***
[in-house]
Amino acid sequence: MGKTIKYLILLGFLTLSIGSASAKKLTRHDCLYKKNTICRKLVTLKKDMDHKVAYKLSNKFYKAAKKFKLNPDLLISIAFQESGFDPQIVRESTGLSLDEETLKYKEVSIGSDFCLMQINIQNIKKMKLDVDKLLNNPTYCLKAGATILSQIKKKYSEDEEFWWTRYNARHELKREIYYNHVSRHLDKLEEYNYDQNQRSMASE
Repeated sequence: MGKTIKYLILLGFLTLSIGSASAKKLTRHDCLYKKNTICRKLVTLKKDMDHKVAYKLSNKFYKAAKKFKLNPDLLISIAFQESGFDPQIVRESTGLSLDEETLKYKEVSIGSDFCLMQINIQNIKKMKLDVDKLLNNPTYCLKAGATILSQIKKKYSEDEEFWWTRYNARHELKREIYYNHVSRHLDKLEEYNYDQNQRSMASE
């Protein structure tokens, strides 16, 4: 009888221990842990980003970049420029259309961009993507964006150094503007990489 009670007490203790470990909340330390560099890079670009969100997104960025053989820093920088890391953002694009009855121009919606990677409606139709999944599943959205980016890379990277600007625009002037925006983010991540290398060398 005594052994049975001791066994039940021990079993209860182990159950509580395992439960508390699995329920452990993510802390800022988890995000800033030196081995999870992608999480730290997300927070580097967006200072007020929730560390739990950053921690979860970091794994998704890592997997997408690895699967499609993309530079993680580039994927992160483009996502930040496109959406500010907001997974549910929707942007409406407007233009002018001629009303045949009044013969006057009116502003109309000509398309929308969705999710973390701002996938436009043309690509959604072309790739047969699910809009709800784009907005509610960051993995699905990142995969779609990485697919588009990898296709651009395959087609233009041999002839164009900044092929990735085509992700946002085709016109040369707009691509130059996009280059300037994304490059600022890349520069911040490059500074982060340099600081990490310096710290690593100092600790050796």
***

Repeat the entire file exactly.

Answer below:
[in-house]
Amino acid sequence: MGKTIKYLILLGFLTLSIGSASAKKLTRHDCLYKKNTICRKLVTLKKDMDHKVAYKLSNKFYKAAKKFKLNPDLLISIAFQESGFDPQIVRESTGLSLDEETLKYKEVSIGSDFCLMQINIQNIKKMKLDVDKLLNNPTYCLKAGATILSQIKKKYSEDEEFWWTRYNARHELKREIYYNHVSRHLDKLEEYNYDQNQRSMASE
Repeated sequence: MGKTIKYLILLGFLTLSIGSASAKKLTRHDCLYKKNTICRKLVTLKKDMDHKVAYKLSNKFYKAAKKFKLNPDLLISIAFQESGFDPQIVRESTGLSLDEETLKYKEVSIGSDFCLMQINIQNIKKMKLDVDKLLNNPTYCLKAGATILSQIKKKYSEDEEFWWTRYNARHELKREIYYNHVSRHLDKLEEYNYDQNQRSMASE
């Protein structure tokens, strides 16, 4: 009888221990842990980003970049420029259309961009993507964006150094503007990489 009670007490203790470990909340330390560099890079670009969100997104960025053989820093920088890391953002694009009855121009919606990677409606139709999944599943959205980016890379990277600007625009002037925006983010991540290398060398 005594052994049975001791066994039940021990079993209860182990159950509580395992439960508390699995329920452990993510802390800022988890995000800033030196081995999870992608999480730290997300927070580097967006200072007020929730560390739990950053921690979860970091794994998704890592997997997408690895699967499609993309530079993680580039994927992160483009996502930040496109959406500010907001997974549910929707942007409406407007233009002018001629009303045949009044013969006057009116502003109309000509398309929308969705999710973390701002996938436009043309690509959604072309790739047969699910809009709800784009907005509610960051993995699905990142995969779609990485697919588009990898296709651009395959087609233009041999002839164009900044092929990735085509992700946002085709016109040369707009691509130059996009280059300037994304490059600022890349520069911040490059500074982060340099600081990490310096710290690593100092600790050796």